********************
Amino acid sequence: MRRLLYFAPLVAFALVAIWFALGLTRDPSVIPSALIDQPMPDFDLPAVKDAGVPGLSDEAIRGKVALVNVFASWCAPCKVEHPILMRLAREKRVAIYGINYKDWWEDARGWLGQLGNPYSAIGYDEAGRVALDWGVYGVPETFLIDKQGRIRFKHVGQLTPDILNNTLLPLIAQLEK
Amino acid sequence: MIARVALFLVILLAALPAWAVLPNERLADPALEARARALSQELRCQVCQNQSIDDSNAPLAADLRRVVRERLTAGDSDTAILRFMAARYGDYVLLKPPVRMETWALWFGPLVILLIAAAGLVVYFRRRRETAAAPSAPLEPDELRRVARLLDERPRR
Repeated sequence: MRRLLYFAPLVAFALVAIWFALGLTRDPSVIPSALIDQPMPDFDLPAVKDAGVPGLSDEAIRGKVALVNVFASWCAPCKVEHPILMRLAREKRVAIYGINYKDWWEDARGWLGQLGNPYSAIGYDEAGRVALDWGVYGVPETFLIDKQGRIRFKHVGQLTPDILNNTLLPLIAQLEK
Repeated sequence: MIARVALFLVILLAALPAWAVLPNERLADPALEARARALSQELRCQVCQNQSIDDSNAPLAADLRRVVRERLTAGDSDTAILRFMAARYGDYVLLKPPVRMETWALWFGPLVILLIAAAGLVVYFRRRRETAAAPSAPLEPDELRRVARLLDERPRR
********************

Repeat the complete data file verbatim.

Amino acid sequence: MRRLLYFAPLVAFALVAIWFALGLTRDPSVIPSALIDQPMPDFDLPAVKDAGVPGLSDEAIRGKVALVNVFASWCAPCKVEHPILMRLAREKRVAIYGINYKDWWEDARGWLGQLGNPYSAIGYDEAGRVALDWGVYGVPETFLIDKQGRIRFKHVGQLTPDILNNTLLPLIAQLEK
Amino acid sequence: MIARVALFLVILLAALPAWAVLPNERLADPALEARARALSQELRCQVCQNQSIDDSNAPLAADLRRVVRERLTAGDSDTAILRFMAARYGDYVLLKPPVRMETWALWFGPLVILLIAAAGLVVYFRRRRETAAAPSAPLEPDELRRVARLLDERPRR
Repeated sequence: MRRLLYFAPLVAFALVAIWFALGLTRDPSVIPSALIDQPMPDFDLPAVKDAGVPGLSDEAIRGKVALVNVFASWCAPCKVEHPILMRLAREKRVAIYGINYKDWWEDARGWLGQLGNPYSAIGYDEAGRVALDWGVYGVPETFLIDKQGRIRFKHVGQLTPDILNNTLLPLIAQLEK
Repeated sequence: MIARVALFLVILLAALPAWAVLPNERLADPALEARARALSQELRCQVCQNQSIDDSNAPLAADLRRVVRERLTAGDSDTAILRFMAARYGDYVLLKPPVRMETWALWFGPLVILLIAAAGLVVYFRRRRETAAAPSAPLEPDELRRVARLLDERPRR